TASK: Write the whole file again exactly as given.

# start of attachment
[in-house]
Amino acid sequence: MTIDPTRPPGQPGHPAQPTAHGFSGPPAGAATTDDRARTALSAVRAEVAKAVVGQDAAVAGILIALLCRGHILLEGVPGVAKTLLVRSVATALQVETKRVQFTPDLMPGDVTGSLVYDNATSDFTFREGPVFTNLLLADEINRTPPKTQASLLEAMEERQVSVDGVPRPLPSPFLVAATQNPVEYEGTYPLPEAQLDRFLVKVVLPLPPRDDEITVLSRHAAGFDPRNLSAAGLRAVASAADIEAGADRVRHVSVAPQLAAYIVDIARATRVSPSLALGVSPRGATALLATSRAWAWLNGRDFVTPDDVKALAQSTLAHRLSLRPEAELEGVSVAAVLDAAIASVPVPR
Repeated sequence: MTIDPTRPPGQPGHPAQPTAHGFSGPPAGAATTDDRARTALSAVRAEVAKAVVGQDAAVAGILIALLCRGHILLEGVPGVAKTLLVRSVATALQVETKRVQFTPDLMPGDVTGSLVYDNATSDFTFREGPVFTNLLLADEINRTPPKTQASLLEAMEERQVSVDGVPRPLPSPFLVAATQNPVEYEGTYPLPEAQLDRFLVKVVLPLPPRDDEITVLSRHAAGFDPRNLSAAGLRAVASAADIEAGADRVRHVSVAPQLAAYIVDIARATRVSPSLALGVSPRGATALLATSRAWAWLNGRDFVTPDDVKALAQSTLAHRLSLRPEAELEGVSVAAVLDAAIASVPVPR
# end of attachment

[in-house]
Amino acid sequence: MTIDPTRPPGQPGHPAQPTAHGFSGPPAGAATTDDRARTALSAVRAEVAKAVVGQDAAVAGILIALLCRGHILLEGVPGVAKTLLVRSVATALQVETKRVQFTPDLMPGDVTGSLVYDNATSDFTFREGPVFTNLLLADEINRTPPKTQASLLEAMEERQVSVDGVPRPLPSPFLVAATQNPVEYEGTYPLPEAQLDRFLVKVVLPLPPRDDEITVLSRHAAGFDPRNLSAAGLRAVASAADIEAGADRVRHVSVAPQLAAYIVDIARATRVSPSLALGVSPRGATALLATSRAWAWLNGRDFVTPDDVKALAQSTLAHRLSLRPEAELEGVSVAAVLDAAIASVPVPR
Repeated sequence: MTIDPTRPPGQPGHPAQPTAHGFSGPPAGAATTDDRARTALSAVRAEVAKAVVGQDAAVAGILIALLCRGHILLEGVPGVAKTLLVRSVATALQVETKRVQFTPDLMPGDVTGSLVYDNATSDFTFREGPVFTNLLLADEINRTPPKTQASLLEAMEERQVSVDGVPRPLPSPFLVAATQNPVEYEGTYPLPEAQLDRFLVKVVLPLPPRDDEITVLSRHAAGFDPRNLSAAGLRAVASAADIEAGADRVRHVSVAPQLAAYIVDIARATRVSPSLALGVSPRGATALLATSRAWAWLNGRDFVTPDDVKALAQSTLAHRLSLRPEAELEGVSVAAVLDAAIASVPVPR